Out and About (Sort of): “Start spreading the news… New York, New York” by Howard Freedlander


Frank Sinatra’s iconic Grammy Award-winning song rang in my ears during a three-day Christmas visit to a place where “I wanna wake up in a city, that doesn’t sleep And you find I’m king of the hill, top of the heap.”

There’s no place like it, where mobs of people somehow coexist, where there’s constant gridlock, yet it’s exciting, tiring, enervating, aggravating and exhilarating. All at the same time.

Police presence, naturally enough, was notable and noticeable, human and metallic as in many police cars parked conspicuously and inconveniently at midtown intersections.

And, yes, it was dreadfully cold, but so what? We were in New York City during Christmas.

We enjoyed a birthday lunch at the American Girl Doll Store in Rockefeller Center for my five-year-old granddaughter, amid an amazing and head-spinning merchandising and marketing experience…My granddaughter Lizzie seemed to soak it all in and remained relatively calm. Her seven-year-old brother seemed oblivious, playing with Legos purchased to keep him occupied while his sister was queen of the heap.

We had dinner with my college roommate, with whom I reconnected about seven years ago, at the historic Algonquin Hotel, a well-known literary hangout in the 1920s. Still, the friendship connection is real. We both see things we like about each other. Our political views are remarkably similar.

Our visit to the Downton Abbey exhibit, sponsored by Viking Cruises, was simply wonderful, helping us retain a link to an unforgettable TV series, once which shone a spotlight on British aristocracy during a time in the early part of the 20th century when the landed gentry was facing extreme changes in their lives and lifestyles. Life as lords of the manor was becoming frayed and fractured by lack of sufficient money, sometimes requiring marriages to wealthy American women. World War I brought socioeconomic changes to Britain. While class distinctions were still real, they were facing serious, unavoidable societal challenges.

A 30-block walk one day to Zabar’s on the West Side was energizing despite the bracingly cold temperatures and well worth it for enjoyment of the delicious offerings at this well-known and  well-appreciated specialty food store.

A visit to NYC forces you to leave your comfort zone and enjoy the delight and detriment of one of the world’s largest and most diverse cities. Its charm and frenetic outpouring of activities cannot be matched. Coming home to the Eastern Shore provides a return to normalcy as measured by a slower pace, more humane streetscape and a pervasive calm.

My mother was born in Lower Manhattan, the child of immigrants trying to find their way in a new and strange country. She never lost her love for New York and its zesty and palpitating lifestyle. She always treasured an urban environment.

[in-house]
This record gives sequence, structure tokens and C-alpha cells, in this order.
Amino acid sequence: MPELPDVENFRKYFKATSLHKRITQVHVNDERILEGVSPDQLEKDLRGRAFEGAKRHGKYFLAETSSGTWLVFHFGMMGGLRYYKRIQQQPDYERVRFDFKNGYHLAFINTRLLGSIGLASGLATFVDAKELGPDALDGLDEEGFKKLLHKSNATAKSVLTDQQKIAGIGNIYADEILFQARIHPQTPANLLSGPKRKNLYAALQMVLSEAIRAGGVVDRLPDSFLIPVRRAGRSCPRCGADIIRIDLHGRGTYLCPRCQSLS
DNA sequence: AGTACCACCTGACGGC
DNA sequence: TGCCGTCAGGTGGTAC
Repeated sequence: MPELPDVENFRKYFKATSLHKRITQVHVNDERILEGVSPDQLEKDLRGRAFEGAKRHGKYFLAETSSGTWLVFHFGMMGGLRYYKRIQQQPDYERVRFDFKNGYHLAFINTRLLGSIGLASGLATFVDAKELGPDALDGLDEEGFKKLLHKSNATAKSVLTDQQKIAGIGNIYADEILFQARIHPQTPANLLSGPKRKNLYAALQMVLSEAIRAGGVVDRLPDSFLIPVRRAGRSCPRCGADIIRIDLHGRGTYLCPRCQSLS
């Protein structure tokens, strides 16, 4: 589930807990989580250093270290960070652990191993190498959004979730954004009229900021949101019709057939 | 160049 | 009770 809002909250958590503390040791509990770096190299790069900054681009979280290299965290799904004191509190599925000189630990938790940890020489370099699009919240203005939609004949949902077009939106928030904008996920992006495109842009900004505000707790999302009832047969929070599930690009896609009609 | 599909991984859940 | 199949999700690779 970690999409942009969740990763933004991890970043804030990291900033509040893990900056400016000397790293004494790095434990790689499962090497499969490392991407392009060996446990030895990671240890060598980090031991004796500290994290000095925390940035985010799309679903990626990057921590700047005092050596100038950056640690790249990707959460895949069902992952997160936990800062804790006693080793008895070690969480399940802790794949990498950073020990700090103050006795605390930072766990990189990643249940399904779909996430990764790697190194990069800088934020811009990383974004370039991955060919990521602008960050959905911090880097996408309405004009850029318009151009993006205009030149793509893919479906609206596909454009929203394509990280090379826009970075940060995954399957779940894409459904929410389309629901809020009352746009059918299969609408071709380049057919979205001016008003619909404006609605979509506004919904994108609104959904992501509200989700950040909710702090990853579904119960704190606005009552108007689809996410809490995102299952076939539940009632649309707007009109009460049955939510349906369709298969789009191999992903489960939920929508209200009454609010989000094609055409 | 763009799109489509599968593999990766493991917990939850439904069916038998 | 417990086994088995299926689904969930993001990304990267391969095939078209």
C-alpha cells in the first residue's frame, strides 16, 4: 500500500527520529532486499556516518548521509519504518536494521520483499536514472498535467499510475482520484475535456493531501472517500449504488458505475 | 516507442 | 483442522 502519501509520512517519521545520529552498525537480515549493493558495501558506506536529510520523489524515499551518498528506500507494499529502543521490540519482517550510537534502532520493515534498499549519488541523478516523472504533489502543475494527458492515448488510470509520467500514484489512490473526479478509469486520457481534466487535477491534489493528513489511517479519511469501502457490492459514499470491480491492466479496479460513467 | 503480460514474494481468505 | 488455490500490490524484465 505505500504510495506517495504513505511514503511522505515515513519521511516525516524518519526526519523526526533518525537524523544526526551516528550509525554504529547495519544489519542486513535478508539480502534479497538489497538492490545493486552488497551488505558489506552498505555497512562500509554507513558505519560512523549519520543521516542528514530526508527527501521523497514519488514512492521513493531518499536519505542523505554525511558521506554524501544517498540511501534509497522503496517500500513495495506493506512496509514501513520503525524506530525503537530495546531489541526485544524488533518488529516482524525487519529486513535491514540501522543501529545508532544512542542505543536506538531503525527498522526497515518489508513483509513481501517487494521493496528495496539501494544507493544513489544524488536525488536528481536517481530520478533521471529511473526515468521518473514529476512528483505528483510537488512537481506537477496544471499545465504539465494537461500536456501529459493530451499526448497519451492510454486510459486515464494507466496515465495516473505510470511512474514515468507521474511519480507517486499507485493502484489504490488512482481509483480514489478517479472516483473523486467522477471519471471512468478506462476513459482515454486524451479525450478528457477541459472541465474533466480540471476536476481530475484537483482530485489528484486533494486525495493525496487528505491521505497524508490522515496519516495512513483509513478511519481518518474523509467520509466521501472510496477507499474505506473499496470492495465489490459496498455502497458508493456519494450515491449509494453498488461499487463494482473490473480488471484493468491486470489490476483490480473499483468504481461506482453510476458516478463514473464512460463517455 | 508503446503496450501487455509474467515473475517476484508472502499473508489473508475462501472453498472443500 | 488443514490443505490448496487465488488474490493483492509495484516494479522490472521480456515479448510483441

I find myself in a nostalgic twilight zone in New York, trying to imagine my grandparents’ lives in the tenements of Lower Manhattan, surrounded by other immigrants adjusting to lives thousands of miles away from East European programs. I try to imagine the difficulty of learning a new language, not to speak of strange customs and expectations. I try to imagine finding a job and climbing the ladder of success. Were my grandparents riven with anxiety? Or were they just determined to succeed in a strange new world, obstacles be damned?

I think about assimilation, the overriding desire to fit in, to claim their piece of the American Dream, to create a huge physical and mental space between the new and old worlds.

New York still invites innovation, ambition, determination, and imagination. It pulsates with activity, daring residents to claim a niche and work hard to succeed and grow in a dramatically competitive environment. It’s not for the faint of heart. It’s not for everyone.

New York is not America, nor vice versa. It does not identify our nation; it’s a throbbing piece of real estate and human endeavor. It’s a magnet for short-long-term visitors and devotees. But it’s not the sole source of knowledge and know-how. It’s not the only barometer of business, cultural, academic, literary, medical and social achievement.

I like visiting New York City. I also like going home. I marvel at a huge city that works and flourishes. It’s s a world-class urban venue. It possesses a magic that can be copied, but not duplicated. It also invites you to go home and compare your life in a less hectic but still stimulating part of our diverse country.

I feel drawn to return to NYC. But not too soon.

Columnist Howard Freedlander retired in 2011 as Deputy State Treasurer of the State of Maryland.  Previously, he was the executive officer of the Maryland National Guard. He  also served as community editor for Chesapeake Publishing, lastly at the Queen Anne’s Record-Observer.  In retirement, Howard serves on the boards of several non-profits on the Eastern Shore, Annapolis and Philadelphia.

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  1. As usual wonderfully expressed!

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